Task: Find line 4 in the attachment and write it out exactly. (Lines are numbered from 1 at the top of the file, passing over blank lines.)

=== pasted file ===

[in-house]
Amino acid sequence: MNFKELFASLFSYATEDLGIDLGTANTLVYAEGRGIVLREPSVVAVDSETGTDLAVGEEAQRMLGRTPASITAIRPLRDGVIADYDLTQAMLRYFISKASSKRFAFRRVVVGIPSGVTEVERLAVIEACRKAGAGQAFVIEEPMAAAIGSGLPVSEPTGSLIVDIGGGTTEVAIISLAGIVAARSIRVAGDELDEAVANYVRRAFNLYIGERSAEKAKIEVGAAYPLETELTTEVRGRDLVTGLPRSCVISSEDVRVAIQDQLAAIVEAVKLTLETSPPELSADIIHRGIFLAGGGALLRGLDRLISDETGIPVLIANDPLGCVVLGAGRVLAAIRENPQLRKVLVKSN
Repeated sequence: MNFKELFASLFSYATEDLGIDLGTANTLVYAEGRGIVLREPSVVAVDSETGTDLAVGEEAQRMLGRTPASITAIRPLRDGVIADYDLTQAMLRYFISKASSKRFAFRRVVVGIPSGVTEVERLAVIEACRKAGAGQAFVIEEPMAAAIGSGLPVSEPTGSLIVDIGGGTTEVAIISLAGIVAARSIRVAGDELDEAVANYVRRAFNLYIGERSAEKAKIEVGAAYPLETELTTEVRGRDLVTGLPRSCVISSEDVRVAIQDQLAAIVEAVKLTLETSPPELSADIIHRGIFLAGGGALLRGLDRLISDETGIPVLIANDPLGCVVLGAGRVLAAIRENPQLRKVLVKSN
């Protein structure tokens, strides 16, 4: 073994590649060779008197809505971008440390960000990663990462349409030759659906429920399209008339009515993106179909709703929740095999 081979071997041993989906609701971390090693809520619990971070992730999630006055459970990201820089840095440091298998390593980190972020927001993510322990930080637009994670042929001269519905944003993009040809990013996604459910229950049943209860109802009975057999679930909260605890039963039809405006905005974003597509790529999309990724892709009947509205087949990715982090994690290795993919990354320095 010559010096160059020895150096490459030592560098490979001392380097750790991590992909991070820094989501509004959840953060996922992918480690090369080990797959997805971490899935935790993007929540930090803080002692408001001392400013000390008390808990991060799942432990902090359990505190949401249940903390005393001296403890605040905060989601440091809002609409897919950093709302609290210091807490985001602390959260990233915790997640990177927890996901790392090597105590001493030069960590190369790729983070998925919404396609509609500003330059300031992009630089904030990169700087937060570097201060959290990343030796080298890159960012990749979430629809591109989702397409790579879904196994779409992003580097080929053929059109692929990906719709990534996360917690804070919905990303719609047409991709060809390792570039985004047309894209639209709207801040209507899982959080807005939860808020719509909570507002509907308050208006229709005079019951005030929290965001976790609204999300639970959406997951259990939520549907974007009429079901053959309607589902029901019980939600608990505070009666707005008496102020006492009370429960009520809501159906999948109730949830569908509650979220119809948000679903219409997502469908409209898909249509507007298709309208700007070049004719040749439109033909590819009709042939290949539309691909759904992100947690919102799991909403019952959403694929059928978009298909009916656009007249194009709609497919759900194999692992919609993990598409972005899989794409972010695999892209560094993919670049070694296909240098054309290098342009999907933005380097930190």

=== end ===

């Protein structure tokens, strides 16, 4: 073994590649060779008197809505971008440390960000990663990462349409030759659906429920399209008339009515993106179909709703929740095999 081979071997041993989906609701971390090693809520619990971070992730999630006055459970990201820089840095440091298998390593980190972020927001993510322990930080637009994670042929001269519905944003993009040809990013996604459910229950049943209860109802009975057999679930909260605890039963039809405006905005974003597509790529999309990724892709009947509205087949990715982090994690290795993919990354320095 010559010096160059020895150096490459030592560098490979001392380097750790991590992909991070820094989501509004959840953060996922992918480690090369080990797959997805971490899935935790993007929540930090803080002692408001001392400013000390008390808990991060799942432990902090359990505190949401249940903390005393001296403890605040905060989601440091809002609409897919950093709302609290210091807490985001602390959260990233915790997640990177927890996901790392090597105590001493030069960590190369790729983070998925919404396609509609500003330059300031992009630089904030990169700087937060570097201060959290990343030796080298890159960012990749979430629809591109989702397409790579879904196994779409992003580097080929053929059109692929990906719709990534996360917690804070919905990303719609047409991709060809390792570039985004047309894209639209709207801040209507899982959080807005939860808020719509909570507002509907308050208006229709005079019951005030929290965001976790609204999300639970959406997951259990939520549907974007009429079901053959309607589902029901019980939600608990505070009666707005008496102020006492009370429960009520809501159906999948109730949830569908509650979220119809948000679903219409997502469908409209898909249509507007298709309208700007070049004719040749439109033909590819009709042939290949539309691909759904992100947690919102799991909403019952959403694929059928978009298909009916656009007249194009709609497919759900194999692992919609993990598409972005899989794409972010695999892209560094993919670049070694296909240098054309290098342009999907933005380097930190």